In one story, the player characters don't have time to deal with them. In another, the person running the game simplifies them right out of the storyline. Most of the work in designing a social campaign goes to creating good, useful, flexible non-player characters. If even one such character shuffles permanently off to the sidelines due to bad luck, it's a substantial part of the campaign writeup that that player group receives no value from.

To solve this problem, I needed non-player characters with an unlimited number of opportunities to interact with the PCs. Such NPCs are hard to create -- but fortunately the Nobilis setting gave me the perfect solution. The PCs and other major characters in Nobilis each embody, represent, and protect one aspect of the nature of the world.

In stories where a given aspect of reality becomes important, there's a minor genre expectation that the relevant character will appear. For example, if endless night falls over the world, or a vital ritual must take place between dusk and dawn, it's in genre for the story to feature the Power of Night. The Power of War often attends mortal battles.

To create an endless series of opportunities to involve the campaign's NPCs in the game, I built a set of NPCs tied to the most common situations and challenges in roleplaying game stories. A typical story then would feature a dozen opportunities to involve these characters. The person running the game can pick and choose among them.

Four common social elements of roleplaying scenarios suggested themselves. "Conspiracy", including sects, factions, secrets, and intrigue. "Debate", covering conversation, debate, and oratory. "Festivals", representing celebrations of all sorts. Finally, "Trade" and mercantile activity. The associated NPCs became one Familia Caelestis, a social/familial unit in the world of the game.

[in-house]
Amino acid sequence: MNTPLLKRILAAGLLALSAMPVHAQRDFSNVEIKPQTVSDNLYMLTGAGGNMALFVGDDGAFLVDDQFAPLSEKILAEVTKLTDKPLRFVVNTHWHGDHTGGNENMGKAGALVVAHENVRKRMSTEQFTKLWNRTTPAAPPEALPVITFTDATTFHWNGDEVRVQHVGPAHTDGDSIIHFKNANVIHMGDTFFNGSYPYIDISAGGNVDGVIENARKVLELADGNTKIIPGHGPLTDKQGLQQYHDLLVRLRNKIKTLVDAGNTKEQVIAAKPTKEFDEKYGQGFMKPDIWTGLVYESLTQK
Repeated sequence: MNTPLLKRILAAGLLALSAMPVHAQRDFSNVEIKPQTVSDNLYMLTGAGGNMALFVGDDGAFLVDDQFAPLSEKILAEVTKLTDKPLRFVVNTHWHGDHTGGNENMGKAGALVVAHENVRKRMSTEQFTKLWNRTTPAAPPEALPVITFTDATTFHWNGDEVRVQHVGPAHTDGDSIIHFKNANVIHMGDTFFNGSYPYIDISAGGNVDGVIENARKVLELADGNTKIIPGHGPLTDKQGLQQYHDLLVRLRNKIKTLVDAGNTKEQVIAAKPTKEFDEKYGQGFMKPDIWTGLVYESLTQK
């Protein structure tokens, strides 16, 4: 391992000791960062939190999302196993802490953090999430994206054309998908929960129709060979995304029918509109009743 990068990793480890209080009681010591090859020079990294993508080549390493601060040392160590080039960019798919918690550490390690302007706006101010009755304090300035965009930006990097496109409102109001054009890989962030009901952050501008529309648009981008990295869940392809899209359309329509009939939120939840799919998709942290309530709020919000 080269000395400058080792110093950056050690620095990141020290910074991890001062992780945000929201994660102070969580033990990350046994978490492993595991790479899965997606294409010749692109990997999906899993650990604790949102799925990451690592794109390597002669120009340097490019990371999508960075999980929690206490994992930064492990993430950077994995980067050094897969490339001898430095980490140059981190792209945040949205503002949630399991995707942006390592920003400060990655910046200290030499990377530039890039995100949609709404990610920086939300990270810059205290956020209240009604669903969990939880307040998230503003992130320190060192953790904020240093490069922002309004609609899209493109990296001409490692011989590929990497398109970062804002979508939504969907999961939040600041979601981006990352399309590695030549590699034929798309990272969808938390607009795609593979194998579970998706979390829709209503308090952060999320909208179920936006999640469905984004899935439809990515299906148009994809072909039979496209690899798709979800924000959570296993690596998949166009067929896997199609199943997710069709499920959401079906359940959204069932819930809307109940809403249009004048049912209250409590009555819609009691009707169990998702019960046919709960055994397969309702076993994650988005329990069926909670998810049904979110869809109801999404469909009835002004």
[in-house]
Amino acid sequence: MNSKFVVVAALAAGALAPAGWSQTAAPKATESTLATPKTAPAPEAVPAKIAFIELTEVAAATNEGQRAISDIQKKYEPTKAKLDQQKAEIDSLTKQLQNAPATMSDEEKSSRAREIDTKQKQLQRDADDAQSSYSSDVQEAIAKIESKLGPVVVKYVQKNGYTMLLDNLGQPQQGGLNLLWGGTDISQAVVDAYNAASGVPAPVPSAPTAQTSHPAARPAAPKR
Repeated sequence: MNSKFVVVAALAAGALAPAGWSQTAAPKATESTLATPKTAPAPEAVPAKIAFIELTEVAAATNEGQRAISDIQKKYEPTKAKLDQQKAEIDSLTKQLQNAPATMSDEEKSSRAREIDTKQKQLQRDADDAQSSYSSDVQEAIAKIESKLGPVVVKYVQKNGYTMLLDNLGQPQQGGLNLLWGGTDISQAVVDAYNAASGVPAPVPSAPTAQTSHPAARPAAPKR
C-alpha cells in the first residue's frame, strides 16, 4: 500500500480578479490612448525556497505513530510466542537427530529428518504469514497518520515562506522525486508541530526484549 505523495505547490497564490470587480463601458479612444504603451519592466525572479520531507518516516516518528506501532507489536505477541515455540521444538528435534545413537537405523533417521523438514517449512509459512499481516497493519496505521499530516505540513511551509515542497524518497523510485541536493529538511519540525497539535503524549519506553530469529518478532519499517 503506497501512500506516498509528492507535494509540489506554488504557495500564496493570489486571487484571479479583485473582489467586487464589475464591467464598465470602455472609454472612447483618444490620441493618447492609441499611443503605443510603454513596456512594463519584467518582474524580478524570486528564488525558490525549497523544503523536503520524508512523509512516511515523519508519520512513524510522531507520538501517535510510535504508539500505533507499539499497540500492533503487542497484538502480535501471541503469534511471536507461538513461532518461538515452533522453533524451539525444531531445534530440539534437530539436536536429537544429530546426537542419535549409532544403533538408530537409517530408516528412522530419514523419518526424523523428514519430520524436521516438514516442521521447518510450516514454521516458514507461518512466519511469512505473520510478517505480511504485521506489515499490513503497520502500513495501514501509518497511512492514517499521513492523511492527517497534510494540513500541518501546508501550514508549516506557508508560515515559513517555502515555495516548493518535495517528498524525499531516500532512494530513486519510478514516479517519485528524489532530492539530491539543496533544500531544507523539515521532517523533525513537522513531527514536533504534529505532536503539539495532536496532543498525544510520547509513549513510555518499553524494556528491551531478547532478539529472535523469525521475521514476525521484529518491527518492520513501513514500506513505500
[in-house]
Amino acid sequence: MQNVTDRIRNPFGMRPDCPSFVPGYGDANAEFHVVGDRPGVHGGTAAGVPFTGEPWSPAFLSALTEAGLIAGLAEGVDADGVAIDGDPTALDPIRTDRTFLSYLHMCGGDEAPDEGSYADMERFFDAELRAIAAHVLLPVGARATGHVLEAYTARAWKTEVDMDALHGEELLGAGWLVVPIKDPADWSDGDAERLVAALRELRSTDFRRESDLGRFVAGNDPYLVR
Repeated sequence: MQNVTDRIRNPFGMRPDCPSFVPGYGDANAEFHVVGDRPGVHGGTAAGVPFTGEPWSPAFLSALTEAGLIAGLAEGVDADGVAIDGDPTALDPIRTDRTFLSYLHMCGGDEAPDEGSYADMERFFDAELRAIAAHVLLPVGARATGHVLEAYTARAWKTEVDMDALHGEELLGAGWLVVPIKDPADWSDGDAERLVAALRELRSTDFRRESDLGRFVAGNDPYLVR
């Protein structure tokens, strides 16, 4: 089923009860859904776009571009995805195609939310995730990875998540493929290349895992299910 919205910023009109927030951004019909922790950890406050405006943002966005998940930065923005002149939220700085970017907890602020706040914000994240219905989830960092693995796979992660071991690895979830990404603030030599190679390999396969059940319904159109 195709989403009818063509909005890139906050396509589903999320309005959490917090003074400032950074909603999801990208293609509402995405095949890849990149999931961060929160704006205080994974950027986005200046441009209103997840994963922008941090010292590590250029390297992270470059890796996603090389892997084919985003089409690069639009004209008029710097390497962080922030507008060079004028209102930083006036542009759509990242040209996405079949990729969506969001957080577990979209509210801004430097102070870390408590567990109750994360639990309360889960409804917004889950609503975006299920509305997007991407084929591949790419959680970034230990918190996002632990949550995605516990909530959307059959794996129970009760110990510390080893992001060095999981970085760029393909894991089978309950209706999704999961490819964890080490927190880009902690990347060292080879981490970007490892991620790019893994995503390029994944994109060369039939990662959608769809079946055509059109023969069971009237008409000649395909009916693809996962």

Similarly, I made a Familia from the Nobilis governing three key physical challenges: disasters, barriers/obstacles, and strife. A third Familia included characters linked to mental challenges. The four Powers in this Familia governed Bureaucracy; Mazes and confusing situations; Records and research; and Trails -- that is, chains of logic and trails of evidence.

This collection of characters suggested a new approach to story design. In addition to the story elements that these characters embodied, I built each character to evoke a particular mood. Thus, Pandareos Panagiotis, Power of Conspiracy, behaves in a manner designed to evoke the conventions of romance. You can use Nephele Nikolaidhis, Power of Festivals, to create an atmosphere of horror. When a conspiracy becomes important to the story, Pandareos might appear. His presence adjusts the feel of the story, which could lead to a new story element taking center stage.

Completing this design -- although much writing still remained to be done -- I gave the PCs and the three NPC Familiae a common purpose. Specifically, they would investigate Imperators -- extremely potent individuals, a large step above an individual PC in power and authority -- accused of treason. This shared purpose made many interesting stories possible. More importantly, it made the PCs and NPCs a coherent peer group, setting the stage for PC/NPC relationships to develop naturally.